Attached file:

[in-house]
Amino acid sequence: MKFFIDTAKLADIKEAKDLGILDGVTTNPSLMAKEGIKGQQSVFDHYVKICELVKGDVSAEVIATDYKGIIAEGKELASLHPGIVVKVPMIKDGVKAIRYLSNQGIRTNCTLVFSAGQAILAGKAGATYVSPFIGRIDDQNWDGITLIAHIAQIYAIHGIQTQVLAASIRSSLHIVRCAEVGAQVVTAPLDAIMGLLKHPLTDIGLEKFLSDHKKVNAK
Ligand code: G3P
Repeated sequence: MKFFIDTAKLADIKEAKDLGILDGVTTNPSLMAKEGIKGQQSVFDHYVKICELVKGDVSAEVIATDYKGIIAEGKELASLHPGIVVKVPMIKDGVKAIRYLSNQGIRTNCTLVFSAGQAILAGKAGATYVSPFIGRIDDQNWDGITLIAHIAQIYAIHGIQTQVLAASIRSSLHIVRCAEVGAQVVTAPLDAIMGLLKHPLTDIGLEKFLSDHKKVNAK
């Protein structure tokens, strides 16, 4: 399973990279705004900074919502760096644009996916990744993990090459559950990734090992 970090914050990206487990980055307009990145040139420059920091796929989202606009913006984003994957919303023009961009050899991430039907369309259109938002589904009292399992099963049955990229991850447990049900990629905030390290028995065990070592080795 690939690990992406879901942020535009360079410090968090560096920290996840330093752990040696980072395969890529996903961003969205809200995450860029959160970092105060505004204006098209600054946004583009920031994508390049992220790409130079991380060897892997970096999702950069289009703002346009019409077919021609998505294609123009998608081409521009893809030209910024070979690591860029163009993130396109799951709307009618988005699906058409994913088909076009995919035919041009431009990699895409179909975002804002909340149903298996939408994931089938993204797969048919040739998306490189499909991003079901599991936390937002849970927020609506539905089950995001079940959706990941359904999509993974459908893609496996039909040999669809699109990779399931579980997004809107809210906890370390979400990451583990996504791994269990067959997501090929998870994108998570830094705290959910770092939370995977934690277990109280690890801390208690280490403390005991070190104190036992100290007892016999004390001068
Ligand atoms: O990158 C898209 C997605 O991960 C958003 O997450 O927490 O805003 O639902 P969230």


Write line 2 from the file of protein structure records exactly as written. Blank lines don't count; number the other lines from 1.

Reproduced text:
Amino acid sequence: MKFFIDTAKLADIKEAKDLGILDGVTTNPSLMAKEGIKGQQSVFDHYVKICELVKGDVSAEVIATDYKGIIAEGKELASLHPGIVVKVPMIKDGVKAIRYLSNQGIRTNCTLVFSAGQAILAGKAGATYVSPFIGRIDDQNWDGITLIAHIAQIYAIHGIQTQVLAASIRSSLHIVRCAEVGAQVVTAPLDAIMGLLKHPLTDIGLEKFLSDHKKVNAK